The transition to greener economies includes managing the ever-increasing waste streams in ways that are contributing to a cleaner and healthier living environment as well as to the recuperation and recycling of useful resources.
Aside from providing an important contribution to reducing global GHG emissions, sustainable waste management is increasingly regarded as an opportunity to promote social inclusion and upgrade the quality of existing jobs of both women and men. However, this can only lead to sustainable development if the jobs that depend on waste prevention, reuse, recycling and recovery are decent jobs. In many countries, this requires the full recognition and integration of the contributions by workers and enterprises in the informal economy.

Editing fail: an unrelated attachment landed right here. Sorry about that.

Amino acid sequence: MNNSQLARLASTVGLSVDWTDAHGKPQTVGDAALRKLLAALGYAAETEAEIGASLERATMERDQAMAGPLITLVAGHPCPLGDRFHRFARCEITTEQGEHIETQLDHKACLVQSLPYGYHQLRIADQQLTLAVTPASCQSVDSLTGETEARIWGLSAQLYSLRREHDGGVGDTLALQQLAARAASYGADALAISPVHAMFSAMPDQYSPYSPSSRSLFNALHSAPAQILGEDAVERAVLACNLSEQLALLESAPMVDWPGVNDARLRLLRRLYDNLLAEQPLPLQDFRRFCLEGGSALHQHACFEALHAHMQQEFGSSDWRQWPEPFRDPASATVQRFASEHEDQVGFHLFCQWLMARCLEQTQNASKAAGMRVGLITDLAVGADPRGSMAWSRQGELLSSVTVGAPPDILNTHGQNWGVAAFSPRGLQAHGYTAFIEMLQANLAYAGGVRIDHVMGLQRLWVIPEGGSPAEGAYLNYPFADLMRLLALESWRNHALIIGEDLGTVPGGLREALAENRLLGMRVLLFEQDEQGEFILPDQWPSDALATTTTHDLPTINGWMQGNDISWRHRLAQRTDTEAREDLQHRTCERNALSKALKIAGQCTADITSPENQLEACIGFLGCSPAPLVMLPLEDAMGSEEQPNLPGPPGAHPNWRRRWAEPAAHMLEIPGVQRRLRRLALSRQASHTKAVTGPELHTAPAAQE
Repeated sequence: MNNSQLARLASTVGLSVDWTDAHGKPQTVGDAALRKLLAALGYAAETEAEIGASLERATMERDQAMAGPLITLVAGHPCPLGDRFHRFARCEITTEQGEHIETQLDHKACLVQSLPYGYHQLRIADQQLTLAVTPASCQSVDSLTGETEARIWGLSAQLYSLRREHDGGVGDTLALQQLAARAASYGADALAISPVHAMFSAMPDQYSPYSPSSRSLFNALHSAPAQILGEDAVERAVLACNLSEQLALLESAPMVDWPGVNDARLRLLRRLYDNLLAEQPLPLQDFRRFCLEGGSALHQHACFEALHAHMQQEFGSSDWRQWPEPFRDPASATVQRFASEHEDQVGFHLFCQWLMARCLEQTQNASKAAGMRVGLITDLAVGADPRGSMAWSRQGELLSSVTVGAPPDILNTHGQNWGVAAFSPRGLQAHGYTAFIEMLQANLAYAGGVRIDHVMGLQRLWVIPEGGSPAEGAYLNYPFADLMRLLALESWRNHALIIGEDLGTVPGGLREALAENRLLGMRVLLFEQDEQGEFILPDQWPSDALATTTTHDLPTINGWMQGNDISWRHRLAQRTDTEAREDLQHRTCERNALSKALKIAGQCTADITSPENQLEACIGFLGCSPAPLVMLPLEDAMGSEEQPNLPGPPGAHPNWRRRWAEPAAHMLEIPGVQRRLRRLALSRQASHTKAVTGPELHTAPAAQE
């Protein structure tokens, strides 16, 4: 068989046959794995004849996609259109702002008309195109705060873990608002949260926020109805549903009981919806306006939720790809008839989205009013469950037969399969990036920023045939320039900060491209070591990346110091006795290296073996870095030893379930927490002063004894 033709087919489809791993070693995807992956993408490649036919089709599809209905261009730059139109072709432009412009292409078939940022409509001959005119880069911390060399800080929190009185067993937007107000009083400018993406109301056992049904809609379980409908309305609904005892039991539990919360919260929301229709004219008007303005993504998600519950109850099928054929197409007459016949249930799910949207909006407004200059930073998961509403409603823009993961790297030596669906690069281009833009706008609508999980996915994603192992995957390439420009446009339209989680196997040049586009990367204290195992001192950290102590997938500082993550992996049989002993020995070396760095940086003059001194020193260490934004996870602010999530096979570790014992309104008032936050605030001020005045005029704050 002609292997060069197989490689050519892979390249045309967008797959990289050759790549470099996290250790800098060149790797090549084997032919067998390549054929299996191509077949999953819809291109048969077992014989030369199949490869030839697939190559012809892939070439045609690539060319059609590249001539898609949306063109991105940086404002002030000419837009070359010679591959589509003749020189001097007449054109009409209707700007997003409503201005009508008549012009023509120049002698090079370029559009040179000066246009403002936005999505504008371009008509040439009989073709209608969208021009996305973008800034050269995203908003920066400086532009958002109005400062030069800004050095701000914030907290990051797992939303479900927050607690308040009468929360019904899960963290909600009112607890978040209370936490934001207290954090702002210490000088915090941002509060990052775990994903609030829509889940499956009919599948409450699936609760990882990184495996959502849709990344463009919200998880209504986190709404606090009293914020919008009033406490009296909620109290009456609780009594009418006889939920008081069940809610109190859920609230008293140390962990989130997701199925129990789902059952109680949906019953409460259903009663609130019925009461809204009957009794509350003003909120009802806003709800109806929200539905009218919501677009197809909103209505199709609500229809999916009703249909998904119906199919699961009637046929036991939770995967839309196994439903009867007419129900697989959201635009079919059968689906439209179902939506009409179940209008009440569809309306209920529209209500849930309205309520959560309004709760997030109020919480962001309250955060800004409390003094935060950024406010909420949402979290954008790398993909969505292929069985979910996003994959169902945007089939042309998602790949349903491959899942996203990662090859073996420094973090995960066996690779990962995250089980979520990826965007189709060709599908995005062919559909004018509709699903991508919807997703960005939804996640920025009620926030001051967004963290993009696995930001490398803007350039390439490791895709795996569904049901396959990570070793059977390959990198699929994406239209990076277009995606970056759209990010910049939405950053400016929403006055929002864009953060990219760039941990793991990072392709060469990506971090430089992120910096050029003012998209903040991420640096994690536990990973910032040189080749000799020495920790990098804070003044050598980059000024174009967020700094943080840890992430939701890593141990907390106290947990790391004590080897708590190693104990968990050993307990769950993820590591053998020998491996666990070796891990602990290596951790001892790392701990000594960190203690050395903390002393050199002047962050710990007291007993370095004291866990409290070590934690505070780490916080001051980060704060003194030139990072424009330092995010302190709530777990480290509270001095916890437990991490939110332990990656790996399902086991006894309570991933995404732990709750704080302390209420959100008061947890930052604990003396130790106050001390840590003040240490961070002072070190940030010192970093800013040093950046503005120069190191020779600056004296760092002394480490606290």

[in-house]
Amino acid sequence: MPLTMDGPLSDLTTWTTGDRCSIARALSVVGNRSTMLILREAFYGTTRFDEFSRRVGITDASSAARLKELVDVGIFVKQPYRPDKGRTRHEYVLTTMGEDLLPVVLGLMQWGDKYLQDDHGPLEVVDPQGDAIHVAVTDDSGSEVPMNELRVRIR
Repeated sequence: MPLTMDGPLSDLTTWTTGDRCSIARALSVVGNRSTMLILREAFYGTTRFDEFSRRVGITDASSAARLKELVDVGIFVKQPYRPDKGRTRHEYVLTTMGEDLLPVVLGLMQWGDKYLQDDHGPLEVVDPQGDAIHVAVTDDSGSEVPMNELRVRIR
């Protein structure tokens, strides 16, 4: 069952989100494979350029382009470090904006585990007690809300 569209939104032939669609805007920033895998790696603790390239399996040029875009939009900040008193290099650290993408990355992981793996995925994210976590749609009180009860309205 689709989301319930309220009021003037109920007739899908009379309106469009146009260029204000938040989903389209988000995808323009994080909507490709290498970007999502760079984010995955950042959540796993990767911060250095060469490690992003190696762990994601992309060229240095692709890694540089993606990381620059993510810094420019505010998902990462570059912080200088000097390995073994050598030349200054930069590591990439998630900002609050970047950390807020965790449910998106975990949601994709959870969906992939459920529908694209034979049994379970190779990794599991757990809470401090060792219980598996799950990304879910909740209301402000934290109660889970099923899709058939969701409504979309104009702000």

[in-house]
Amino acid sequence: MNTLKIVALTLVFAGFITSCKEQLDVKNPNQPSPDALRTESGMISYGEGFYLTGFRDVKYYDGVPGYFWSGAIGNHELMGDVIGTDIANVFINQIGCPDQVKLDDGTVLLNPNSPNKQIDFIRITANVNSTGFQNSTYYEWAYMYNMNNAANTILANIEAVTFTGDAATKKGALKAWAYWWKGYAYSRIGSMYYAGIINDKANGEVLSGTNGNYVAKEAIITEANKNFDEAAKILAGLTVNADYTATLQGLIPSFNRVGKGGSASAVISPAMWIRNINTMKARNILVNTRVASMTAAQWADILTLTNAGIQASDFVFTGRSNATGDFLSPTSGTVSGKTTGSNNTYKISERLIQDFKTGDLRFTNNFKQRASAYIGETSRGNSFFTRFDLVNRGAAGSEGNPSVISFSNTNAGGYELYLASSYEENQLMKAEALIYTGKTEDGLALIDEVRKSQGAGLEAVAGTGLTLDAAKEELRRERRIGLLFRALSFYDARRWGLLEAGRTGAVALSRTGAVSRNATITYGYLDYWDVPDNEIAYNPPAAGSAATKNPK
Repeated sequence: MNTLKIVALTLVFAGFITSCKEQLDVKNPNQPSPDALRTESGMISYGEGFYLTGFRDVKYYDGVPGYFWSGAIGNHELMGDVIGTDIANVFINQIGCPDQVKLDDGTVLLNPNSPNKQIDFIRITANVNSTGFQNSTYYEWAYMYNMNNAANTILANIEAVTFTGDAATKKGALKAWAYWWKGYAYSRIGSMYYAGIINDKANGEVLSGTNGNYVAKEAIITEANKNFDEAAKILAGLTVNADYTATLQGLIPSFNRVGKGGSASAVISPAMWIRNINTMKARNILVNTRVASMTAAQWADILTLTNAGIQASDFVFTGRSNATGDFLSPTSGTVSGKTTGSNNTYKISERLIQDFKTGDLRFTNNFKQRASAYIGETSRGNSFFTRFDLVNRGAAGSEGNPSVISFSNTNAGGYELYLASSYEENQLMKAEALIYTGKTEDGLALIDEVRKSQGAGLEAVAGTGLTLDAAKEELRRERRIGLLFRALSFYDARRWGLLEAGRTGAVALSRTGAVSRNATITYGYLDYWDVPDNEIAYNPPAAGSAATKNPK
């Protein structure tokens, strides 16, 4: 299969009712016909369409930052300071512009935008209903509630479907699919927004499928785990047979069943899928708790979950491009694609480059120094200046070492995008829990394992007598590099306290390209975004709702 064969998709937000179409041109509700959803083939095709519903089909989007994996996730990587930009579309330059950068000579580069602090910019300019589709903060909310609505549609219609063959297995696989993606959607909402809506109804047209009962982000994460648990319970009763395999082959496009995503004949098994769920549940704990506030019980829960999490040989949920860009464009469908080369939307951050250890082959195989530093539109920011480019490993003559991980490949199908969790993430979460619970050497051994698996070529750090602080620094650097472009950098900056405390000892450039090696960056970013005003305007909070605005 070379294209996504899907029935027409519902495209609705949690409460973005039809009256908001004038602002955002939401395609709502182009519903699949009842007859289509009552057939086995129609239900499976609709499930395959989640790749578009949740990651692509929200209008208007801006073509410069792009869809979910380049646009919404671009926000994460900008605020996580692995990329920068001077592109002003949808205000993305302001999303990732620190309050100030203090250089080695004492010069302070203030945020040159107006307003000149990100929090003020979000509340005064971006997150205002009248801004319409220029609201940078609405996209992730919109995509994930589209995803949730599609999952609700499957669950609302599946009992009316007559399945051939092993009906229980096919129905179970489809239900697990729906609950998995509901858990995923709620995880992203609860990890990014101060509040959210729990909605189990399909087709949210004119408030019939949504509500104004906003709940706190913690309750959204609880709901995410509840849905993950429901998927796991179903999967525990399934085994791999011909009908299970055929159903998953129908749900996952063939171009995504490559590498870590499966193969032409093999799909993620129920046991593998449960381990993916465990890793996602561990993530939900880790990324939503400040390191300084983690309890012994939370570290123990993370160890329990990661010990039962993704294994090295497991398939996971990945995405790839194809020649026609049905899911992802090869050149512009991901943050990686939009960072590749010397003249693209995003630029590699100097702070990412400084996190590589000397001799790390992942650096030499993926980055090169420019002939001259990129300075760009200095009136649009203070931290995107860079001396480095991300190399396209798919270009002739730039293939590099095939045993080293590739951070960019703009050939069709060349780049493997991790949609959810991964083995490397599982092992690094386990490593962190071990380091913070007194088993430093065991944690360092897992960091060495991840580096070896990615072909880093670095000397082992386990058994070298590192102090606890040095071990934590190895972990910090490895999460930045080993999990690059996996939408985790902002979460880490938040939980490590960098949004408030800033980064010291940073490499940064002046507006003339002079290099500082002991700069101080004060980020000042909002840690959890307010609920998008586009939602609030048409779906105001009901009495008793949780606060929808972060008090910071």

Social and environmentally sound waste management will require that workers, operators and businesses follow safety, health and environmental guidelines, and be part and parcel of a recognized waste management economic system. Local and national governments will need to set up solid waste management systems with clear regulations and incentives to support responsible waste management and recycling businesses in the different waste streams. At the same time, there is a growing need to support small enterprises in sound waste management and business development.